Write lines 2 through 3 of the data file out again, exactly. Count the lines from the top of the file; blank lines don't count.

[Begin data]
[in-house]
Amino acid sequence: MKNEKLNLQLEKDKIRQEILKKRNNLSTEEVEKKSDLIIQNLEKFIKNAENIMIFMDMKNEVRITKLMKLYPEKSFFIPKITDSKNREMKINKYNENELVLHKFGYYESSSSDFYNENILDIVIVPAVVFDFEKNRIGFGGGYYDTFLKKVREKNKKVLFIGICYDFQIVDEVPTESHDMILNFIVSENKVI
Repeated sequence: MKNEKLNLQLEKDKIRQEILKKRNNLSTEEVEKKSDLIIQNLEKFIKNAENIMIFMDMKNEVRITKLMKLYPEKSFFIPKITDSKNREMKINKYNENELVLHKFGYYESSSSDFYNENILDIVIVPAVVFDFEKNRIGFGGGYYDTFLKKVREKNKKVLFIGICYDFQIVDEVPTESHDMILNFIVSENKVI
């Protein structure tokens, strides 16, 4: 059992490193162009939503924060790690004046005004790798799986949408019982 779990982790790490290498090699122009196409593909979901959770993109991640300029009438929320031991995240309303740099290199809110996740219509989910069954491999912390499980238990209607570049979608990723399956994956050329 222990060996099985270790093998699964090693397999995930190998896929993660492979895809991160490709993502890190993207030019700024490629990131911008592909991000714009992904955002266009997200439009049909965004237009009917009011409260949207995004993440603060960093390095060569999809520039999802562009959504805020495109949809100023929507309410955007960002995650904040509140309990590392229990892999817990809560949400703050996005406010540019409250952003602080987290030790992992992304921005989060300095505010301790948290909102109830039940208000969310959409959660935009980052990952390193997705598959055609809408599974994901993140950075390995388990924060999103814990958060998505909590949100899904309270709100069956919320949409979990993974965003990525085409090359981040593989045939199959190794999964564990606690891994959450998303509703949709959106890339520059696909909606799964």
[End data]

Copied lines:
Amino acid sequence: MKNEKLNLQLEKDKIRQEILKKRNNLSTEEVEKKSDLIIQNLEKFIKNAENIMIFMDMKNEVRITKLMKLYPEKSFFIPKITDSKNREMKINKYNENELVLHKFGYYESSSSDFYNENILDIVIVPAVVFDFEKNRIGFGGGYYDTFLKKVREKNKKVLFIGICYDFQIVDEVPTESHDMILNFIVSENKVI
Repeated sequence: MKNEKLNLQLEKDKIRQEILKKRNNLSTEEVEKKSDLIIQNLEKFIKNAENIMIFMDMKNEVRITKLMKLYPEKSFFIPKITDSKNREMKINKYNENELVLHKFGYYESSSSDFYNENILDIVIVPAVVFDFEKNRIGFGGGYYDTFLKKVREKNKKVLFIGICYDFQIVDEVPTESHDMILNFIVSENKVI